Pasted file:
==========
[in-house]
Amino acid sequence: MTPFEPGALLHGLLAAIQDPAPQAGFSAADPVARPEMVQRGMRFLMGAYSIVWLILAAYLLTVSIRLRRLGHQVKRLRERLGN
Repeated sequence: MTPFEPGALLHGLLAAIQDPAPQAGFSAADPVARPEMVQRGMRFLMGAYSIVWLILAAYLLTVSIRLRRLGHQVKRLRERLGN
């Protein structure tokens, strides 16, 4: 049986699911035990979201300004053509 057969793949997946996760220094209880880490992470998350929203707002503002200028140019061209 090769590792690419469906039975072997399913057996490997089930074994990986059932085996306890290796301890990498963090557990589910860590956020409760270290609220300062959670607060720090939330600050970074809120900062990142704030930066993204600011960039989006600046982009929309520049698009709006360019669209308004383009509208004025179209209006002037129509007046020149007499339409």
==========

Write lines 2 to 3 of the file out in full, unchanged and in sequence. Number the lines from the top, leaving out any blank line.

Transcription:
Amino acid sequence: MTPFEPGALLHGLLAAIQDPAPQAGFSAADPVARPEMVQRGMRFLMGAYSIVWLILAAYLLTVSIRLRRLGHQVKRLRERLGN
Repeated sequence: MTPFEPGALLHGLLAAIQDPAPQAGFSAADPVARPEMVQRGMRFLMGAYSIVWLILAAYLLTVSIRLRRLGHQVKRLRERLGN